Despite that proclamation, Seyfried isn’t yet entirely comfortable with her new status.

Sipping a cappuccino during an interview earlier this month, she admitted, for example, that she worries about the way she looks. Accordingly, she “throws her money away” by paying $250 for 45-minute sessions three times a week with celebrity trainer Harley Pasternak. And because she speaks often candidly to journalists, sharing tidbits about her life that her handlers might consider too personal (like the fact that she takes the anti-anxiety medication Lexapro), she said that she often has others minding her words.

“Oh, I’m always being briefed by a publicist before I have [interviews],” she said, twirling her braided hair around with her fingers. “They’re like, ‘Come on, you can’t be self-deprecating.’ ”

But that’s just who she is, said Atom Egoyan, who directed “Chloe,” in which Seyfried played a prostitute who becomes entangled in a lesbian romance with a woman played by Julianne Moore.

“She’s very self critical,” Egoyan said. “After I would say cut, she always had this expression of frustration, like she didn’t quite get it. But I found that quite endearing, because she’s always feeling there’s more she can do to capture or enhance or clarify.”

As a young girl growing up in Allentown, Pa., Seyfried first felt a pull to acting after watching Baz Lurhmann’s “Romeo and Juliet.” She began staring at herself in the mirror, she said, reciting lines from her favorite films.

“It was a big deal to me to play characters and feel things and connect to somebody in a fake world,” she said. “It sounds so stupid — a fake world — but I guess, yeah, I just wanted to be those people. To be a part of a glamorous world.”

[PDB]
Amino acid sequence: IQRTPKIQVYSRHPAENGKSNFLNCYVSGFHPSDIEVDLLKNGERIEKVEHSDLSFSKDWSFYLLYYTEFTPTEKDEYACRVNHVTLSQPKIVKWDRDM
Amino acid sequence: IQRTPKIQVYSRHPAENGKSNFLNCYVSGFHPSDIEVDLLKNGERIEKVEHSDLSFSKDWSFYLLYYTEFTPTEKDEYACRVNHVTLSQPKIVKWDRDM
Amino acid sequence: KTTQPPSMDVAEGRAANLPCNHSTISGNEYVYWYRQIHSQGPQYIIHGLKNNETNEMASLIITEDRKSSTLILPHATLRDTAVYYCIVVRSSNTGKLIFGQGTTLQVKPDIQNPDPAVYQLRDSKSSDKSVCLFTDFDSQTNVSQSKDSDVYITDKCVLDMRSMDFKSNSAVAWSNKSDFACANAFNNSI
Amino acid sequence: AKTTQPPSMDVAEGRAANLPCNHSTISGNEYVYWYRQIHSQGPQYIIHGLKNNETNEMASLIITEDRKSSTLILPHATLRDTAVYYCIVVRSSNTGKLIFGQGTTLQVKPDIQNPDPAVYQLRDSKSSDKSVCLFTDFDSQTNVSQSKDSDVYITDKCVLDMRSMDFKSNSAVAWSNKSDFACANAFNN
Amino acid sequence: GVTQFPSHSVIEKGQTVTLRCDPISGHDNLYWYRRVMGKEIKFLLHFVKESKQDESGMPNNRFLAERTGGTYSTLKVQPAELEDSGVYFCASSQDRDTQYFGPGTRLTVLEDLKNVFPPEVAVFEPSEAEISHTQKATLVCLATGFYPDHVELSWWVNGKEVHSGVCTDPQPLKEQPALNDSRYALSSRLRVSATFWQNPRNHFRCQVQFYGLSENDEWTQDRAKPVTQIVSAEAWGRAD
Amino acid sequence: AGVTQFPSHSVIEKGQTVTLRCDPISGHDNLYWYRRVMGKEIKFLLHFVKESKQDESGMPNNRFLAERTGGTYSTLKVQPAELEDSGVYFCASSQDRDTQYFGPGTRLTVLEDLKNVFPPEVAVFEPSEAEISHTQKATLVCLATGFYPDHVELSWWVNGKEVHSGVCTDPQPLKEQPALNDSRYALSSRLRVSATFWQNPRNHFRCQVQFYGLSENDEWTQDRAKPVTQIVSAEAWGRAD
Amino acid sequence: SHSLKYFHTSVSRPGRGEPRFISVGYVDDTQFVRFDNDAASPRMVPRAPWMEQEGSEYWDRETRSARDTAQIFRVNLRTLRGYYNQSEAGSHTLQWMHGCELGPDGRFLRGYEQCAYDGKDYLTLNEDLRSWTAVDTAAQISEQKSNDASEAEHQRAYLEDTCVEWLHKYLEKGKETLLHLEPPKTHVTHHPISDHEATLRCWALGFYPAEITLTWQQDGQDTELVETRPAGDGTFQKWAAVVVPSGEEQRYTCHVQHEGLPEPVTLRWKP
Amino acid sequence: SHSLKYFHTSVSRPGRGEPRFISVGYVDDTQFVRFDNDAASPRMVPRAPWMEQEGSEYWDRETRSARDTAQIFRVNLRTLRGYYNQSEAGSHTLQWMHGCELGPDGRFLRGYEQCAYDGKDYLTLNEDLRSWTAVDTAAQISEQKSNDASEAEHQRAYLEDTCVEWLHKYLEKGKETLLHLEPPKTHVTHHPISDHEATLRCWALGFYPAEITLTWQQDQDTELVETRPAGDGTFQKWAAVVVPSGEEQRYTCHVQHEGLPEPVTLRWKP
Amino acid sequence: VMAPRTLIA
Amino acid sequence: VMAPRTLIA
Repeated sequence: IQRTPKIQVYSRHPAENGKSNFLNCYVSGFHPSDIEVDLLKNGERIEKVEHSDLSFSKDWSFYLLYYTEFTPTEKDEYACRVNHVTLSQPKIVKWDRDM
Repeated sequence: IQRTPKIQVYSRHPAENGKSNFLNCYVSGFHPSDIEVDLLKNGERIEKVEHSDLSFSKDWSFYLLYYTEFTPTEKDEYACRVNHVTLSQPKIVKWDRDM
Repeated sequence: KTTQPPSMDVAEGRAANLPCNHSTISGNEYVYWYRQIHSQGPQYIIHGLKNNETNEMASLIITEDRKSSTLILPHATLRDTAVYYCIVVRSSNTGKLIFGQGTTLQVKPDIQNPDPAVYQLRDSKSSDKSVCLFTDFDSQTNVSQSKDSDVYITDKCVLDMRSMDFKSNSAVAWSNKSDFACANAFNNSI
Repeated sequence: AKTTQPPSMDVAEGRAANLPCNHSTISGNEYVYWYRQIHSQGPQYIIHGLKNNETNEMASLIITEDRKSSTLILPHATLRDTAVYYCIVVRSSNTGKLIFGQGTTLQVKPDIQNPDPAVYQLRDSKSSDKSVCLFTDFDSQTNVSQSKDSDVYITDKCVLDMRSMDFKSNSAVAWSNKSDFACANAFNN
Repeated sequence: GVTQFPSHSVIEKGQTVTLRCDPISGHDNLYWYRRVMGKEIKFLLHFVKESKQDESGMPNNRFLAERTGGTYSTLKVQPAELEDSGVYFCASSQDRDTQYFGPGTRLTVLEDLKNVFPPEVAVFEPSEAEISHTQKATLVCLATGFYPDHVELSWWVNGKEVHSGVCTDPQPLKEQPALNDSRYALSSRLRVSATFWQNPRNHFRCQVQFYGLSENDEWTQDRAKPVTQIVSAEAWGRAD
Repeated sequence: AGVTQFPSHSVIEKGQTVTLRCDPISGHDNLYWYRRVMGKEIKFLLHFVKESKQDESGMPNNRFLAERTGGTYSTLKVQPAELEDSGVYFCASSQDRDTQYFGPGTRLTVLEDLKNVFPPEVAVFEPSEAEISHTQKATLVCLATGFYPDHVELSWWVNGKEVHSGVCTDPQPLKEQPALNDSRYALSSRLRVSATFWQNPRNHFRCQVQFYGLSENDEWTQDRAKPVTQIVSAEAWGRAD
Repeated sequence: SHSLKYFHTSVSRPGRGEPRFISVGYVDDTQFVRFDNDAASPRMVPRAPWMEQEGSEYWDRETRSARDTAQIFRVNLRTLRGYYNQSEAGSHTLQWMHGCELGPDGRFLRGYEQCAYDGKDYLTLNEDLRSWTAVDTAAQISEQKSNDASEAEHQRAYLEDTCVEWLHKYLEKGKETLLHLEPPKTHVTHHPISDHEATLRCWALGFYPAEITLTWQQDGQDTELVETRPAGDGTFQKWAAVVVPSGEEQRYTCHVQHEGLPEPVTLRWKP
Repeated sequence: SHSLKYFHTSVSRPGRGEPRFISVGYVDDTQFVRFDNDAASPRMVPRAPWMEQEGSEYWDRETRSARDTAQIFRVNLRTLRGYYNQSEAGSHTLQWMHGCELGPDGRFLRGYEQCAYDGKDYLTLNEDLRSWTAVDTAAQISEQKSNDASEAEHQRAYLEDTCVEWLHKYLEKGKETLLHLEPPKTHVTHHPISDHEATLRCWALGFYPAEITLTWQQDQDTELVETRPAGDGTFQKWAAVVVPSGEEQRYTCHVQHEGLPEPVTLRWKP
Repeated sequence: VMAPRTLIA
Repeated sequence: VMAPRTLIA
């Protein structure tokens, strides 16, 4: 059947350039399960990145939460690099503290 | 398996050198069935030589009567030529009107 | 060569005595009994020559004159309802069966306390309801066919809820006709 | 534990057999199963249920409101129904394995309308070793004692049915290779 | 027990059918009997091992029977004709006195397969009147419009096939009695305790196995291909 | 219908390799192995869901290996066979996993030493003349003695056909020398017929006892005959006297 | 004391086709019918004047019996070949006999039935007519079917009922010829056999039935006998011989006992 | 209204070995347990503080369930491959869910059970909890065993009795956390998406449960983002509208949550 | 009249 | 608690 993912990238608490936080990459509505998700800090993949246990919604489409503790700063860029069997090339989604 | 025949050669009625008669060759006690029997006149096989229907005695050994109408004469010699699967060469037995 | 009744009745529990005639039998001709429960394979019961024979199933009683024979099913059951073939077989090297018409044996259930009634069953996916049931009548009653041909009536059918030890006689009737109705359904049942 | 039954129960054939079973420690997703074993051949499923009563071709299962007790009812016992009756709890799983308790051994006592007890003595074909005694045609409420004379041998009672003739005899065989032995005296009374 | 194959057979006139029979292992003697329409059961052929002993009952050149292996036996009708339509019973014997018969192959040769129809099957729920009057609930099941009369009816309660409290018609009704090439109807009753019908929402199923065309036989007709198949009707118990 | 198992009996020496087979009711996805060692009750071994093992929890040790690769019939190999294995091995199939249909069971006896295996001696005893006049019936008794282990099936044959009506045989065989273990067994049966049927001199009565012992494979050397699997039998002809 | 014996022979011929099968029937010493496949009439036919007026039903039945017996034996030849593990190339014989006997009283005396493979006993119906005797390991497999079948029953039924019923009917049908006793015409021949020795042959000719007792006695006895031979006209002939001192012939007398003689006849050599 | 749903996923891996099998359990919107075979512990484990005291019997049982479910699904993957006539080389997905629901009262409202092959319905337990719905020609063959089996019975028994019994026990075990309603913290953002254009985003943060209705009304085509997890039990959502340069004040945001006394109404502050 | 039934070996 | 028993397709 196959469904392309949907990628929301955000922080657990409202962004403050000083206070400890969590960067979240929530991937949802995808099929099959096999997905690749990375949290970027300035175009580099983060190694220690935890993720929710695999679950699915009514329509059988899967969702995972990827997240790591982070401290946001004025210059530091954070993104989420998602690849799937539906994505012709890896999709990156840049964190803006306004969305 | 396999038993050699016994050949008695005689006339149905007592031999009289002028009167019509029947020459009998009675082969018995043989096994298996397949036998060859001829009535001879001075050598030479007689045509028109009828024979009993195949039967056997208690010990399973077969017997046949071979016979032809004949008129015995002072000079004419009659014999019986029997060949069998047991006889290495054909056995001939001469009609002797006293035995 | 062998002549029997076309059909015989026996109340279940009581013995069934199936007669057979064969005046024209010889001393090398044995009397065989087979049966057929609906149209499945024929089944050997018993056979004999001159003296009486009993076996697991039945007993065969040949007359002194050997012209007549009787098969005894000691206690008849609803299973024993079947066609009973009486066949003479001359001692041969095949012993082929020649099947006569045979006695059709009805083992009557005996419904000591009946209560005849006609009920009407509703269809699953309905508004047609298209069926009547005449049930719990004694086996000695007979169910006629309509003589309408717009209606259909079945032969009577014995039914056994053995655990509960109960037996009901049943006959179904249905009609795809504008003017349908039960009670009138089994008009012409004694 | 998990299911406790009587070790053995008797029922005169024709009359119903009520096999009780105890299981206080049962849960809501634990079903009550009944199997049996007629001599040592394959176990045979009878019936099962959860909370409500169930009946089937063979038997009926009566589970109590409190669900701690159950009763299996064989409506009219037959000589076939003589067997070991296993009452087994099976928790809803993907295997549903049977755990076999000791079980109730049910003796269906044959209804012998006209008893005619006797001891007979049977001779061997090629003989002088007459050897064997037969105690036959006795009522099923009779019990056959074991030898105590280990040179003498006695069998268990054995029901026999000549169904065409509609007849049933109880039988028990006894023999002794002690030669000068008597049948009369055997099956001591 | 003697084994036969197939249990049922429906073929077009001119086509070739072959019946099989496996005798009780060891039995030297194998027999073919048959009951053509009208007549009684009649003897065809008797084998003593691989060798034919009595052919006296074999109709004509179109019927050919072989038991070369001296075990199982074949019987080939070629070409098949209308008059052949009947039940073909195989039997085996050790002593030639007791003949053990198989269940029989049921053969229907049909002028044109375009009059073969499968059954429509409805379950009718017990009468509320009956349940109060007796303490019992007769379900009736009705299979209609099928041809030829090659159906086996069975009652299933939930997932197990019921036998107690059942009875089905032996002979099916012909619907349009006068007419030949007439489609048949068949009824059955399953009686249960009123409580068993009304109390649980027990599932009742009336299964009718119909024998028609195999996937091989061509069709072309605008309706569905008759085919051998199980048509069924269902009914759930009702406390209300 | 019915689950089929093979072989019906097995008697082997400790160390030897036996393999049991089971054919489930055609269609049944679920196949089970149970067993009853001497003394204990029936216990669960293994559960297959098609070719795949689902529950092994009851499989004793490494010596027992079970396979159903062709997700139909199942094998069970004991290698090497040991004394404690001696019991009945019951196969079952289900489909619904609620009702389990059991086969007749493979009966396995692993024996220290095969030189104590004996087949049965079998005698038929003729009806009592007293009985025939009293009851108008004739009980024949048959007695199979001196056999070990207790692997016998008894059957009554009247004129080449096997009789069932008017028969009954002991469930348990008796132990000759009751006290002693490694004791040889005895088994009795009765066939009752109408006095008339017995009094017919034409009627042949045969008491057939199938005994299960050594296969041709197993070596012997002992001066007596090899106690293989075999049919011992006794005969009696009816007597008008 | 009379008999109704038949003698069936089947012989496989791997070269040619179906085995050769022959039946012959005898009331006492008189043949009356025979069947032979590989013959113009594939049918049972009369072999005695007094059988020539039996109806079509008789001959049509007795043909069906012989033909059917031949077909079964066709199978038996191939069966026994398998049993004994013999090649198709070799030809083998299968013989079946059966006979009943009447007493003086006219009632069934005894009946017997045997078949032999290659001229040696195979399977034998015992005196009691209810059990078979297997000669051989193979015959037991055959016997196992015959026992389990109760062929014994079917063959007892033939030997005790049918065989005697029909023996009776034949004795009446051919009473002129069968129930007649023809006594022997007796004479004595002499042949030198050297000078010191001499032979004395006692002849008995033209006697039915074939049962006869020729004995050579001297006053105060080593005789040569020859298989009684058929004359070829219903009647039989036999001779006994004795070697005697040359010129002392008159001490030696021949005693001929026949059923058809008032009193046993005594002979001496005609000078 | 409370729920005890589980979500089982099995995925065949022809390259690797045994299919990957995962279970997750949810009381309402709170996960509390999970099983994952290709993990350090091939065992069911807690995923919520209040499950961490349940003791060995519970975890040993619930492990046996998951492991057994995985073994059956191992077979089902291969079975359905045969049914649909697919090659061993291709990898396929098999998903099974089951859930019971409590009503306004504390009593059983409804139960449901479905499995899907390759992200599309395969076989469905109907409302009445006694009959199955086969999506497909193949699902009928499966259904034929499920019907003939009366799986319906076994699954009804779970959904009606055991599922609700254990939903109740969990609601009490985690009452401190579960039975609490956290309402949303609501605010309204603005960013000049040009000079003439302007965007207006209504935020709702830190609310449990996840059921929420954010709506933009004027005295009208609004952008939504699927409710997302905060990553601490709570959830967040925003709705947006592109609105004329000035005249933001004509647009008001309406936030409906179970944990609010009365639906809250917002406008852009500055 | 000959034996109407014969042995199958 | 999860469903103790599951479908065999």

So she began persuading her parents to allow her to take one-day bus trips to New York City, mostly for television parts. During her senior year in high school, at age 17, she landed a recurring role on “All My Children” and moved to NYC.

Soon, she was accepted to Fordham University. But when she was late to her first English class because of an audition for “Mean Girls,” she began to reconsider going to college.

“I never ended up getting in the elevator,” she said. “I was panicked. It was a big moment for me and I just wasn’t in it. There was nothing in my body telling me to go forward with this. I was like, you know what? It’s fate.”

The move seems to have paid off. This summer, Seyfried will begin shooting Rodrigo García’s “Albert Nobbs,” costarring Glenn Close, and “The Girl With the Red Riding Hood,” which is being directed by Catherine Hardwicke.

True to character, Seyfried still finds the future a worrisome prospect.

“I mean, why am I considered an ‘it girl?’” she asks. “Because I’m in a lot of movies right now or am on the covers of magazines? I just hope there is something solid behind that. Because here’s the thing with ‘it girl’ status. It’s great and amazing that anybody is saying that at all. But how long does that last? I would like to establish myself. I don’t want to just have a moment.”